Matter & Energy

Matter is composed of atoms or groups of atoms called molecules. The arrangement of particles in a material depends on the physical state of the substance. In a solid, particles form a compact structure that resists flow. Particles in a liquid have more energy than those in a solid. They can flow past one another, but they remain close. Particles in a gas have the most energy. They move rapidly and are separated from one another by relatively large distances.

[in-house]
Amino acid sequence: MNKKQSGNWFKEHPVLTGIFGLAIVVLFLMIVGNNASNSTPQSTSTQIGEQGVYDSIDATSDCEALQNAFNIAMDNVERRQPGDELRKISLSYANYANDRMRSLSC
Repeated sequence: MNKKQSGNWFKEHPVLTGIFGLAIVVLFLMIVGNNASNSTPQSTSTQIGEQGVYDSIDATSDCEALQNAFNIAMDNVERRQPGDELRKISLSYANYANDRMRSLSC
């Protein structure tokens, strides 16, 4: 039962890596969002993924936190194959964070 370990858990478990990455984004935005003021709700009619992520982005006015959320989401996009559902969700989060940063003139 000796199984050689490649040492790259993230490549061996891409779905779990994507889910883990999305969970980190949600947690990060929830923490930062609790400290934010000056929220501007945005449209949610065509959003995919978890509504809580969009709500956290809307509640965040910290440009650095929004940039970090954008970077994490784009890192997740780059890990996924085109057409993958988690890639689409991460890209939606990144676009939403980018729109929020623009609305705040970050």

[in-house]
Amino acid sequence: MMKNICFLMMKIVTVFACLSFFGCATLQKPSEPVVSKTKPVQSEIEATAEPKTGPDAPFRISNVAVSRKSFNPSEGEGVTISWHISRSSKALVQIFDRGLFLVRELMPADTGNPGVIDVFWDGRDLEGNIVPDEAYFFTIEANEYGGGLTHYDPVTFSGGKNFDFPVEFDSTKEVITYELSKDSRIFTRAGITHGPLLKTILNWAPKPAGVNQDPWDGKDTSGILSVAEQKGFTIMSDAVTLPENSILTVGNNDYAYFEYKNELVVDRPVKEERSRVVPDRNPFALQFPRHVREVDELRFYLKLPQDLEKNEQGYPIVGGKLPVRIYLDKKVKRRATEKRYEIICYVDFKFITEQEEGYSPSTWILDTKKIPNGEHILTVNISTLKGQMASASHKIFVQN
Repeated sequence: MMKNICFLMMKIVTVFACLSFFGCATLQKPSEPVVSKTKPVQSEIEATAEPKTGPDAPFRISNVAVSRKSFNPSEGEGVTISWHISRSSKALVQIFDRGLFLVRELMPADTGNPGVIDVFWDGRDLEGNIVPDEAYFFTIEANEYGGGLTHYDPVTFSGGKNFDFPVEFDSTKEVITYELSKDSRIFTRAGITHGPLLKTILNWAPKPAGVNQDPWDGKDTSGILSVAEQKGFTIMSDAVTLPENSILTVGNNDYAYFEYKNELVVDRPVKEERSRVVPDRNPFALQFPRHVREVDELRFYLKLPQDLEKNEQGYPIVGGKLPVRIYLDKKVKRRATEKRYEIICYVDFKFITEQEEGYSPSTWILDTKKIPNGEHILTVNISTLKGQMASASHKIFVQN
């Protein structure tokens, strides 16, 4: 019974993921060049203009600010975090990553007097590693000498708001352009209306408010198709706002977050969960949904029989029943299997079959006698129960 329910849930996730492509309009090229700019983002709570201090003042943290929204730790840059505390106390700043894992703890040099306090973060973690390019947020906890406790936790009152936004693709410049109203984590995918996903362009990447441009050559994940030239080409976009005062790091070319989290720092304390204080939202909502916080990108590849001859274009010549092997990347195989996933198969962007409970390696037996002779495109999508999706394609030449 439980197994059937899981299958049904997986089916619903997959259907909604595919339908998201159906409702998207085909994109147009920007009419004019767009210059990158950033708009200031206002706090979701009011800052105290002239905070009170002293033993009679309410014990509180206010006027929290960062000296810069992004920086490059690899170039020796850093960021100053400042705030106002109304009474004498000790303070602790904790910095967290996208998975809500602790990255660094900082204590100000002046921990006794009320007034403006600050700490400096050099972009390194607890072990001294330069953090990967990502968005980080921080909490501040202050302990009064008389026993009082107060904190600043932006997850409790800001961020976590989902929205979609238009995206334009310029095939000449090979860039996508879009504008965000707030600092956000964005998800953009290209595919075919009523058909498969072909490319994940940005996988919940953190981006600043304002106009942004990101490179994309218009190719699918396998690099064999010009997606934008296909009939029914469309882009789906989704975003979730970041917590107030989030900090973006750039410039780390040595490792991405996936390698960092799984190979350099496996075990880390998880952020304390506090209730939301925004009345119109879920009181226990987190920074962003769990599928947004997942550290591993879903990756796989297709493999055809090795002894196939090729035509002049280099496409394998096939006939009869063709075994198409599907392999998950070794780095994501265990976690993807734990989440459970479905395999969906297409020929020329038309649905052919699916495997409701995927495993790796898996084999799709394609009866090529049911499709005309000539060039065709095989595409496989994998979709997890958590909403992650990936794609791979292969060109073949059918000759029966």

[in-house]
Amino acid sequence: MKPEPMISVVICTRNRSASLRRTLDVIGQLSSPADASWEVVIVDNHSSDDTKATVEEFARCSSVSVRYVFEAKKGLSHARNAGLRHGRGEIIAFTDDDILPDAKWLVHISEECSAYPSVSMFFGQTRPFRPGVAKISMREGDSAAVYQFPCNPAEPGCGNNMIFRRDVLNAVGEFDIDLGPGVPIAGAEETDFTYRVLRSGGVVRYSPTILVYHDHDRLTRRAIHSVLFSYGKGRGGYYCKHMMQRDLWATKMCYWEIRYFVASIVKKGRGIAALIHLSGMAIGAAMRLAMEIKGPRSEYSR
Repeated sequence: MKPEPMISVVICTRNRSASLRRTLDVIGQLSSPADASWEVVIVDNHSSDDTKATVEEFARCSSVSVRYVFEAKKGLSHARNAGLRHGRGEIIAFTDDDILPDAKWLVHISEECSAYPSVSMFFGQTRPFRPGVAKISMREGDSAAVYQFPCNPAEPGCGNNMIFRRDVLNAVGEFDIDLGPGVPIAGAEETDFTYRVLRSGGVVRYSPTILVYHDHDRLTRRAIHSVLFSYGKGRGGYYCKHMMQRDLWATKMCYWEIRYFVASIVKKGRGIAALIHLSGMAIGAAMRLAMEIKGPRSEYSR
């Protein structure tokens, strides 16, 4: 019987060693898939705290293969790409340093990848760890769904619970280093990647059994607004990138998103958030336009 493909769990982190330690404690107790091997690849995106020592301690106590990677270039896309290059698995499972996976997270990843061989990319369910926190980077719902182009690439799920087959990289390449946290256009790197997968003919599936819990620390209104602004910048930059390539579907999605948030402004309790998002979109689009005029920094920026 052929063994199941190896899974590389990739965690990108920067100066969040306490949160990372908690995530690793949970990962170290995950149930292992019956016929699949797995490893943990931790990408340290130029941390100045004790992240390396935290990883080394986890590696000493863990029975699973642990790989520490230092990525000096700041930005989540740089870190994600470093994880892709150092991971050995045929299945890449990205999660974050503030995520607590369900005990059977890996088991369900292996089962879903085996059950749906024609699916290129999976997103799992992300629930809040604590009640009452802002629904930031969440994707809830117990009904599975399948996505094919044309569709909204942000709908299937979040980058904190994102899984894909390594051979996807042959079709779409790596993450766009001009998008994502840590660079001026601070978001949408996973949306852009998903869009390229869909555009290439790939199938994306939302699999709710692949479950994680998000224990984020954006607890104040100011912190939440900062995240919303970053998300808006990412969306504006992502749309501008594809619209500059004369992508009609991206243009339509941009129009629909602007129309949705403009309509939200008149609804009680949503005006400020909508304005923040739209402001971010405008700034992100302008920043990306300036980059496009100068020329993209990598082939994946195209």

Lawrencium, symbol Lr, artificially created radioactive metallic element with an atomic number of 103. Lawrencium is one of the transuranium elements of the periodic table. Named in honor of the American physicist Ernest Lawrence, it was discovered in 1961 at the Lawrence Berkeley National Laboratory of the University of California by American chemist Albert Ghiorso and his colleagues. A mixture of californium isotopes was bombarded with boron ions to produce short-lived lawrencium isotopes. Isotopes with mass numbers from 255 to 260 have been prepared. The most stable isotope, with a half-life of about 3 minutes, has a mass number of 260. Only small amounts of lawrencium have been produced. See also Radioactivity.